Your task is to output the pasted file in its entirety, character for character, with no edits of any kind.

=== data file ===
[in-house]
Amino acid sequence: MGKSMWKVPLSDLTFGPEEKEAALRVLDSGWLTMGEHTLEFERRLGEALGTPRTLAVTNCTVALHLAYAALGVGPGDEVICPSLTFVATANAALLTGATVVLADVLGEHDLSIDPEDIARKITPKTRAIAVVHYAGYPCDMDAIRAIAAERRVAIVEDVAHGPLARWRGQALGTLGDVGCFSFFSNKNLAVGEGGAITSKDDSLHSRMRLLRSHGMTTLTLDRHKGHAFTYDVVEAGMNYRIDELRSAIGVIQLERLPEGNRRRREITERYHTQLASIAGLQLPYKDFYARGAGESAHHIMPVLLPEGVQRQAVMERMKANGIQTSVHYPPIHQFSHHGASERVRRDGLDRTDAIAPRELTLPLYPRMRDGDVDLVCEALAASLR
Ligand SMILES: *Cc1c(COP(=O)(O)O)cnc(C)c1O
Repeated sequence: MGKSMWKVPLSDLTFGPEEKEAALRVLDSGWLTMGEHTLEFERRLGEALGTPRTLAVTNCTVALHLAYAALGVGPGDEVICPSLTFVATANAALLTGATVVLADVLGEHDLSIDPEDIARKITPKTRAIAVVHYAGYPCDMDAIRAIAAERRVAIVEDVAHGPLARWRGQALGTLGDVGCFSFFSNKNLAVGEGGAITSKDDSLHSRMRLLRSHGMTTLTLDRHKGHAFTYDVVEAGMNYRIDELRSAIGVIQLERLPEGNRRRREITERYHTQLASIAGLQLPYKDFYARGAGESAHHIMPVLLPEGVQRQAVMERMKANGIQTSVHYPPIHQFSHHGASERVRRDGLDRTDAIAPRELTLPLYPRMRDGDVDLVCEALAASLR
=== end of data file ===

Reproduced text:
[in-house]
Amino acid sequence: MGKSMWKVPLSDLTFGPEEKEAALRVLDSGWLTMGEHTLEFERRLGEALGTPRTLAVTNCTVALHLAYAALGVGPGDEVICPSLTFVATANAALLTGATVVLADVLGEHDLSIDPEDIARKITPKTRAIAVVHYAGYPCDMDAIRAIAAERRVAIVEDVAHGPLARWRGQALGTLGDVGCFSFFSNKNLAVGEGGAITSKDDSLHSRMRLLRSHGMTTLTLDRHKGHAFTYDVVEAGMNYRIDELRSAIGVIQLERLPEGNRRRREITERYHTQLASIAGLQLPYKDFYARGAGESAHHIMPVLLPEGVQRQAVMERMKANGIQTSVHYPPIHQFSHHGASERVRRDGLDRTDAIAPRELTLPLYPRMRDGDVDLVCEALAASLR
Ligand SMILES: *Cc1c(COP(=O)(O)O)cnc(C)c1O
Repeated sequence: MGKSMWKVPLSDLTFGPEEKEAALRVLDSGWLTMGEHTLEFERRLGEALGTPRTLAVTNCTVALHLAYAALGVGPGDEVICPSLTFVATANAALLTGATVVLADVLGEHDLSIDPEDIARKITPKTRAIAVVHYAGYPCDMDAIRAIAAERRVAIVEDVAHGPLARWRGQALGTLGDVGCFSFFSNKNLAVGEGGAITSKDDSLHSRMRLLRSHGMTTLTLDRHKGHAFTYDVVEAGMNYRIDELRSAIGVIQLERLPEGNRRRREITERYHTQLASIAGLQLPYKDFYARGAGESAHHIMPVLLPEGVQRQAVMERMKANGIQTSVHYPPIHQFSHHGASERVRRDGLDRTDAIAPRELTLPLYPRMRDGDVDLVCEALAASLR